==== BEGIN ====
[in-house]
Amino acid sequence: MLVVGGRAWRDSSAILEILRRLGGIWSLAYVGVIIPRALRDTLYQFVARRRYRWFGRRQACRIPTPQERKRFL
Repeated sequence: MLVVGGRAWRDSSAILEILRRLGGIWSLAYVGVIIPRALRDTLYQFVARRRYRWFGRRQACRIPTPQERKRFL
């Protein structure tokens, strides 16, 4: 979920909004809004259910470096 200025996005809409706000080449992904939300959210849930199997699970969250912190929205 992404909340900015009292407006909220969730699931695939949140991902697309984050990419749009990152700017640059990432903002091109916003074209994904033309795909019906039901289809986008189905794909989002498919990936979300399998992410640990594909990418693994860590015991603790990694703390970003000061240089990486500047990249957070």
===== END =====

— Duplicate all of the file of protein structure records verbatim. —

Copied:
[in-house]
Amino acid sequence: MLVVGGRAWRDSSAILEILRRLGGIWSLAYVGVIIPRALRDTLYQFVARRRYRWFGRRQACRIPTPQERKRFL
Repeated sequence: MLVVGGRAWRDSSAILEILRRLGGIWSLAYVGVIIPRALRDTLYQFVARRRYRWFGRRQACRIPTPQERKRFL
């Protein structure tokens, strides 16, 4: 979920909004809004259910470096 200025996005809409706000080449992904939300959210849930199997699970969250912190929205 992404909340900015009292407006909220969730699931695939949140991902697309984050990419749009990152700017640059990432903002091109916003074209994904033309795909019906039901289809986008189905794909989002498919990936979300399998992410640990594909990418693994860590015991603790990694703390970003000061240089990486500047990249957070």